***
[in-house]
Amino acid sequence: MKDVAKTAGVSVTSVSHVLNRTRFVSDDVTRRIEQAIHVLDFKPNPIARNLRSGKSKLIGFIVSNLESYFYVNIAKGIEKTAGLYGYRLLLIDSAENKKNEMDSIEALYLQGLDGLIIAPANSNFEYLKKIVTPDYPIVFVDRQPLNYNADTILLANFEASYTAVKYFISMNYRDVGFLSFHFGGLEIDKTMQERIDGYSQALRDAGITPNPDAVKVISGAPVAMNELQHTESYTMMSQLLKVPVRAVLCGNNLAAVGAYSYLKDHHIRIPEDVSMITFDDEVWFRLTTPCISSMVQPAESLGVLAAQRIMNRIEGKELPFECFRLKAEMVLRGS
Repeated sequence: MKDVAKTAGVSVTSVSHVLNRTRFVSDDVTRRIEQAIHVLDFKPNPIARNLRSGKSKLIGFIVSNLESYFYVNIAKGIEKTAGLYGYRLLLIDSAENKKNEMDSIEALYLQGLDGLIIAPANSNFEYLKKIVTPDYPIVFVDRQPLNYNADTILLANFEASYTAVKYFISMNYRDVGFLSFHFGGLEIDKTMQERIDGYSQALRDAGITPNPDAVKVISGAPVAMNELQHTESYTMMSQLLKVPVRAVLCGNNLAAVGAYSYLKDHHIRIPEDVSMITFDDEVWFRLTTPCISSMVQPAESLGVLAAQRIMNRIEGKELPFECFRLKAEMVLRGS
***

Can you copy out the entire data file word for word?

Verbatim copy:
[in-house]
Amino acid sequence: MKDVAKTAGVSVTSVSHVLNRTRFVSDDVTRRIEQAIHVLDFKPNPIARNLRSGKSKLIGFIVSNLESYFYVNIAKGIEKTAGLYGYRLLLIDSAENKKNEMDSIEALYLQGLDGLIIAPANSNFEYLKKIVTPDYPIVFVDRQPLNYNADTILLANFEASYTAVKYFISMNYRDVGFLSFHFGGLEIDKTMQERIDGYSQALRDAGITPNPDAVKVISGAPVAMNELQHTESYTMMSQLLKVPVRAVLCGNNLAAVGAYSYLKDHHIRIPEDVSMITFDDEVWFRLTTPCISSMVQPAESLGVLAAQRIMNRIEGKELPFECFRLKAEMVLRGS
Repeated sequence: MKDVAKTAGVSVTSVSHVLNRTRFVSDDVTRRIEQAIHVLDFKPNPIARNLRSGKSKLIGFIVSNLESYFYVNIAKGIEKTAGLYGYRLLLIDSAENKKNEMDSIEALYLQGLDGLIIAPANSNFEYLKKIVTPDYPIVFVDRQPLNYNADTILLANFEASYTAVKYFISMNYRDVGFLSFHFGGLEIDKTMQERIDGYSQALRDAGITPNPDAVKVISGAPVAMNELQHTESYTMMSQLLKVPVRAVLCGNNLAAVGAYSYLKDHHIRIPEDVSMITFDDEVWFRLTTPCISSMVQPAESLGVLAAQRIMNRIEGKELPFECFRLKAEMVLRGS